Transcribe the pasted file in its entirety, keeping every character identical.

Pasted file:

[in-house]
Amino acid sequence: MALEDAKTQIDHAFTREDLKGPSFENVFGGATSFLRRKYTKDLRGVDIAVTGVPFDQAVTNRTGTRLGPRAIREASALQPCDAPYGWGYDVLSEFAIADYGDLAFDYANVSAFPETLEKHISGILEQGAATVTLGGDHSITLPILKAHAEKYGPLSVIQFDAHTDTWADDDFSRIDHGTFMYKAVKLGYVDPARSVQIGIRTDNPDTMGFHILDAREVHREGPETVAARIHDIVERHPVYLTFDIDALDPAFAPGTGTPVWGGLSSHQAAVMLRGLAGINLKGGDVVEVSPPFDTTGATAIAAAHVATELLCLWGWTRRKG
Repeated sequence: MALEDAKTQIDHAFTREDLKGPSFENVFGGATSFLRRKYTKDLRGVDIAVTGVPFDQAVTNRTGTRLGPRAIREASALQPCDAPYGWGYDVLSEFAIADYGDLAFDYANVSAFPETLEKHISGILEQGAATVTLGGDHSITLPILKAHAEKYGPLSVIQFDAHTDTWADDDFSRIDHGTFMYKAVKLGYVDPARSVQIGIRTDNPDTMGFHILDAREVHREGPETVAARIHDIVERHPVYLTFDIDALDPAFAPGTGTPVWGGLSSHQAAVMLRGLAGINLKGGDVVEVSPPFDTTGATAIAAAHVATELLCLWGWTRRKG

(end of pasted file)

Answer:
[in-house]
Amino acid sequence: MALEDAKTQIDHAFTREDLKGPSFENVFGGATSFLRRKYTKDLRGVDIAVTGVPFDQAVTNRTGTRLGPRAIREASALQPCDAPYGWGYDVLSEFAIADYGDLAFDYANVSAFPETLEKHISGILEQGAATVTLGGDHSITLPILKAHAEKYGPLSVIQFDAHTDTWADDDFSRIDHGTFMYKAVKLGYVDPARSVQIGIRTDNPDTMGFHILDAREVHREGPETVAARIHDIVERHPVYLTFDIDALDPAFAPGTGTPVWGGLSSHQAAVMLRGLAGINLKGGDVVEVSPPFDTTGATAIAAAHVATELLCLWGWTRRKG
Repeated sequence: MALEDAKTQIDHAFTREDLKGPSFENVFGGATSFLRRKYTKDLRGVDIAVTGVPFDQAVTNRTGTRLGPRAIREASALQPCDAPYGWGYDVLSEFAIADYGDLAFDYANVSAFPETLEKHISGILEQGAATVTLGGDHSITLPILKAHAEKYGPLSVIQFDAHTDTWADDDFSRIDHGTFMYKAVKLGYVDPARSVQIGIRTDNPDTMGFHILDAREVHREGPETVAARIHDIVERHPVYLTFDIDALDPAFAPGTGTPVWGGLSSHQAAVMLRGLAGINLKGGDVVEVSPPFDTTGATAIAAAHVATELLCLWGWTRRKG